The article was written by Caitlin Shuda, Wisconsin Rapids Daily Tribune
An aluminum manufacturing company intends to build a new facility in Wisconsin Rapids.
Matalco announced its plans to build in the Rapids East Commerce Center. The company will invest $80 million to build a 110,000-square-foot manufacturing plant with the latest technology. Once the plant opens, it will employ 80 permanent full-time workers, said Robert Roscetti, Matalco’s vice president of corporate development.
Those 80 permanent full-time jobs will include skilled and unskilled workers, such as electrical and mechanical engineers, scientists, administrative staff, managers and forklift and heavy machinery operators. The salary could range from $15 to $20 per hour for general labor to $26 per hour for more specialized skills, Roscetti said.
City leaders have spent almost a year securing the investment that involves state and local economic development partners, said Mayor Zach Vruwink.
“This is a big win for us and further evidence that the city’s economy is diversifying with the addition of Matalco and a new business sector,” Vruwink said.
The project isn’t quite a done deal. The project and related incentives are pending city approval on the real estate sales and development agreements, according to a news release from the city.
Matalco plans to put a shovel in the ground in April or May, kicking off a year and a half of construction. Roscetti estimates the plant would be open mid-2020.
Tom Horter, president of Matalco, said the company chose Wisconsin Rapids “because of its location relative to our market, its exceptional workforce, local investments in quality of life and the comprehensive incentive package and assistance provided from both the state and local levels.”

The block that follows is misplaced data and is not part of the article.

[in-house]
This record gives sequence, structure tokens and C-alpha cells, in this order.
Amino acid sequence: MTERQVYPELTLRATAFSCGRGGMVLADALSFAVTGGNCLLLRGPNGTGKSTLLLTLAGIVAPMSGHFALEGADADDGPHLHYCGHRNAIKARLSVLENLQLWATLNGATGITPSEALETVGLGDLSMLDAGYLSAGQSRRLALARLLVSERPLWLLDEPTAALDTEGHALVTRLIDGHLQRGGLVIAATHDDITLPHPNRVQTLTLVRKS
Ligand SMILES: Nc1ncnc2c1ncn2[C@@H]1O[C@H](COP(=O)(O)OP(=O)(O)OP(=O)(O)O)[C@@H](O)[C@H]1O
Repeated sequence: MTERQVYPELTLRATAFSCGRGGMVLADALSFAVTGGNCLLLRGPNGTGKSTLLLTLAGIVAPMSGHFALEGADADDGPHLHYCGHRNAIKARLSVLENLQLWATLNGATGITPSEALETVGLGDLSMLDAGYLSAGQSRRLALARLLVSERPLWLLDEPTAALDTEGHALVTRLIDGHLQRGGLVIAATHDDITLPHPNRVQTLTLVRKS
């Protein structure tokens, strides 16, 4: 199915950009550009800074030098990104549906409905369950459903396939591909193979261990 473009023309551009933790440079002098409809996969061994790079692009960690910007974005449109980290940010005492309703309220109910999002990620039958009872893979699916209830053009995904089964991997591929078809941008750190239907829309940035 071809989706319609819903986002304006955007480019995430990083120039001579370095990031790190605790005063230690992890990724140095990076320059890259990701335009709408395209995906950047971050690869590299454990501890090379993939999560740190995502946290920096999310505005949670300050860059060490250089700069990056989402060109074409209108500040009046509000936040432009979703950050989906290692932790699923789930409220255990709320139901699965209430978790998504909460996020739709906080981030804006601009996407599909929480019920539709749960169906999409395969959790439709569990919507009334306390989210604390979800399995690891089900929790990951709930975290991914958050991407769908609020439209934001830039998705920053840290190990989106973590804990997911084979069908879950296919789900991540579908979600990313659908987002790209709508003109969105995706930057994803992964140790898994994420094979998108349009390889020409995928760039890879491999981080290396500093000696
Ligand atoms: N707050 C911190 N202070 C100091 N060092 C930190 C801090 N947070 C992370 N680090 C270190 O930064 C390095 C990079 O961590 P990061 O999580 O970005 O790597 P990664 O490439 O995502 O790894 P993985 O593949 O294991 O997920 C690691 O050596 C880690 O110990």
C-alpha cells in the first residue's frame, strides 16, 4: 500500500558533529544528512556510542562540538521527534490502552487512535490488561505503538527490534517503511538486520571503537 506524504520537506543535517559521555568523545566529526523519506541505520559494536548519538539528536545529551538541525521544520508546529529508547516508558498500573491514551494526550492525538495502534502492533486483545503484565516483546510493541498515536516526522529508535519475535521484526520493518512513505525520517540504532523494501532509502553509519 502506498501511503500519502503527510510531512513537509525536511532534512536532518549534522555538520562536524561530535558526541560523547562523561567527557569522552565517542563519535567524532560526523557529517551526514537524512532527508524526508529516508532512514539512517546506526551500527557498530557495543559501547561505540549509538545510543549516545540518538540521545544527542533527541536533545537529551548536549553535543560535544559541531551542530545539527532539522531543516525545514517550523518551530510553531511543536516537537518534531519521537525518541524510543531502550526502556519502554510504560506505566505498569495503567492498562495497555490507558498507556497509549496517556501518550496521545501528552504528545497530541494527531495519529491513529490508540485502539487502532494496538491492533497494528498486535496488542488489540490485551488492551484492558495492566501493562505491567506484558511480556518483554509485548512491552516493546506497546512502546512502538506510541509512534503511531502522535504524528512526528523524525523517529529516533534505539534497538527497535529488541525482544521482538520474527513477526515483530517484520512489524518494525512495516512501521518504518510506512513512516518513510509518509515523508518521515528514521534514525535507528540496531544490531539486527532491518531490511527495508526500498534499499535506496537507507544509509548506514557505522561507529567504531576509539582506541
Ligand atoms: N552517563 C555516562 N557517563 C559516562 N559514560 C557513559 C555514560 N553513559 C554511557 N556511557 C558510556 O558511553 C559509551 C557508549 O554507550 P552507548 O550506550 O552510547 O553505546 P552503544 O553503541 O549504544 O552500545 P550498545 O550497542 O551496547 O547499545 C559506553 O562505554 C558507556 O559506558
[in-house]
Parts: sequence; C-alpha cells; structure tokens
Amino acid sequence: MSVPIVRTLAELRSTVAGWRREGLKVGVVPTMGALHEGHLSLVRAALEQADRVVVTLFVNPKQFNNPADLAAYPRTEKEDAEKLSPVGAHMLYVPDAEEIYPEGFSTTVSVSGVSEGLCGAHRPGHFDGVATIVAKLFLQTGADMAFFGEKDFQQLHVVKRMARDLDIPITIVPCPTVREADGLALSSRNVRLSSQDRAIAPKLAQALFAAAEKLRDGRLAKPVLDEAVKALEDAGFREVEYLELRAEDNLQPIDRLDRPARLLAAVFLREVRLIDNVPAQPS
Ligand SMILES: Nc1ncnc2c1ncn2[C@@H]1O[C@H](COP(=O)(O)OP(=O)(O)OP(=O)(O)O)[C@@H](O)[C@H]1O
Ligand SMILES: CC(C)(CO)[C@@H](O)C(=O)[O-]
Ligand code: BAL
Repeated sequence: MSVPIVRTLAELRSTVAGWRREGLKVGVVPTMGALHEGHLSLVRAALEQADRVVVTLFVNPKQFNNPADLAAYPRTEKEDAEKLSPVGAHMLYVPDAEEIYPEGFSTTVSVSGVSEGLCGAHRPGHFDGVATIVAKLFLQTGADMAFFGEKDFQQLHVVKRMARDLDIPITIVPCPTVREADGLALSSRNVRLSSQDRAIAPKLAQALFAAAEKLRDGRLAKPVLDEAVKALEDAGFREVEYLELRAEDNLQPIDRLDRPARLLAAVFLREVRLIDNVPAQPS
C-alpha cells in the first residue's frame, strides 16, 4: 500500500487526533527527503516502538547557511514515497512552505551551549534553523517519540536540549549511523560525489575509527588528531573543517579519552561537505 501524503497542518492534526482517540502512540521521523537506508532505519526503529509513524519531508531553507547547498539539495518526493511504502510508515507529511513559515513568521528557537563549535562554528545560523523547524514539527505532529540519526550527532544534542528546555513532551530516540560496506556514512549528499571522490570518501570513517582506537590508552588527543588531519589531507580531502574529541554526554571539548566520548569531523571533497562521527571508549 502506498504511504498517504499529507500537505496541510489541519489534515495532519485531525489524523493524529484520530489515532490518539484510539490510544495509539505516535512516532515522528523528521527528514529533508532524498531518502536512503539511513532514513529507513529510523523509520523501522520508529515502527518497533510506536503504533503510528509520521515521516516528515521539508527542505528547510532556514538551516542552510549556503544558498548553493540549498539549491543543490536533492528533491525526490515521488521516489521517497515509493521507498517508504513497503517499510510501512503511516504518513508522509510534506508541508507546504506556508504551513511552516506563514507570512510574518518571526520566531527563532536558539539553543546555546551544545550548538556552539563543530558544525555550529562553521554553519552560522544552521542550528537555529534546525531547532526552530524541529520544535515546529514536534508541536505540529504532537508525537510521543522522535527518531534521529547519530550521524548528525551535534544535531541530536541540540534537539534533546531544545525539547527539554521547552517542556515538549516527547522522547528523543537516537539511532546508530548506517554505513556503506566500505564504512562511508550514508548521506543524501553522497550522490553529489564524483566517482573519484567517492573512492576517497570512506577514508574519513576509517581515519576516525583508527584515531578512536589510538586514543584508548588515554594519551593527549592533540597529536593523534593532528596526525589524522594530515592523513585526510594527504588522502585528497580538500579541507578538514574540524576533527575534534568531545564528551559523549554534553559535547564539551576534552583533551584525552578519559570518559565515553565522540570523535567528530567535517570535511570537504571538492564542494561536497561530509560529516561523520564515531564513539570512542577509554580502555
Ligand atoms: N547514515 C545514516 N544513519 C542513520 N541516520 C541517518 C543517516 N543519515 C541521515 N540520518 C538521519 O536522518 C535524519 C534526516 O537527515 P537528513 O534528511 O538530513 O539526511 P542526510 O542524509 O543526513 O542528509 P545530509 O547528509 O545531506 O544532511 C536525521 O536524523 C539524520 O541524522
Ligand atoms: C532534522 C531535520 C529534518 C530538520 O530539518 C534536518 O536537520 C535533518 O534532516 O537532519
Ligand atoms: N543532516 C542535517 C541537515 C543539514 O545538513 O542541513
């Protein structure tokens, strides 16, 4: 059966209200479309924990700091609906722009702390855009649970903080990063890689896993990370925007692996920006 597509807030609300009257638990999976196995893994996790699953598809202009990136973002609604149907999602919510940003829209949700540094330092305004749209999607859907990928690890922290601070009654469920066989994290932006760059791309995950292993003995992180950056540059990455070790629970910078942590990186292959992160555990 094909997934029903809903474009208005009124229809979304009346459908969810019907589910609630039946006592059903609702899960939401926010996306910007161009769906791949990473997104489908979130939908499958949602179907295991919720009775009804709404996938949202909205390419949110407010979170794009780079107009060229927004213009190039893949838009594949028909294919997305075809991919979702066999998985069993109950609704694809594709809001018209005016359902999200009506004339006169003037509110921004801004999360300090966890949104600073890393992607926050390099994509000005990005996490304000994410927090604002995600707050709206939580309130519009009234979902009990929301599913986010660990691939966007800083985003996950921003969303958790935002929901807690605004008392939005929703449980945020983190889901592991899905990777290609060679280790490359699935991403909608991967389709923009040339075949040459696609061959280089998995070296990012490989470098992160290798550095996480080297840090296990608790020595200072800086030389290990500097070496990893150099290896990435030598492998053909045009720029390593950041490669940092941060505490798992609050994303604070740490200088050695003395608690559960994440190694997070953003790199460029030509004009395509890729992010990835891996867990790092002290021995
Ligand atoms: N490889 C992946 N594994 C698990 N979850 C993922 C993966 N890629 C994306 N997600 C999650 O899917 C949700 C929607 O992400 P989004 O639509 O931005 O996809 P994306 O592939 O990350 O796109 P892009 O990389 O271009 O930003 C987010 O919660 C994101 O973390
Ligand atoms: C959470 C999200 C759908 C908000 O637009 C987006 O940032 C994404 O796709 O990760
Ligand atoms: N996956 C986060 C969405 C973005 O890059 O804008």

The Matalco plant in Wisconsin Rapids will produce more than 230 million pounds a year of aluminum billet, which are solid aluminum logs of various diameters and lengths. Matalco will create those billets for extrusion companies that will then create other objects from the material by cutting or pressing the aluminum. Matalco will take in scrap aluminum, melt it and cast out the long aluminum billets. It will use mostly recycled material, Roscetti said.
The Wisconsin Economic Development Corp. certified the Wisconsin Rapids site in 2013, declaring it “shovel-ready” for development.
Matalco has four plants in Ontario, Ohio and Indiana that serve its customers in North America. The company’s facilities are designed to minimize carbon emissions with a natural gas system and high-efficiency furnaces, according to a news release.
For more information about Matalco, visit matalco.com.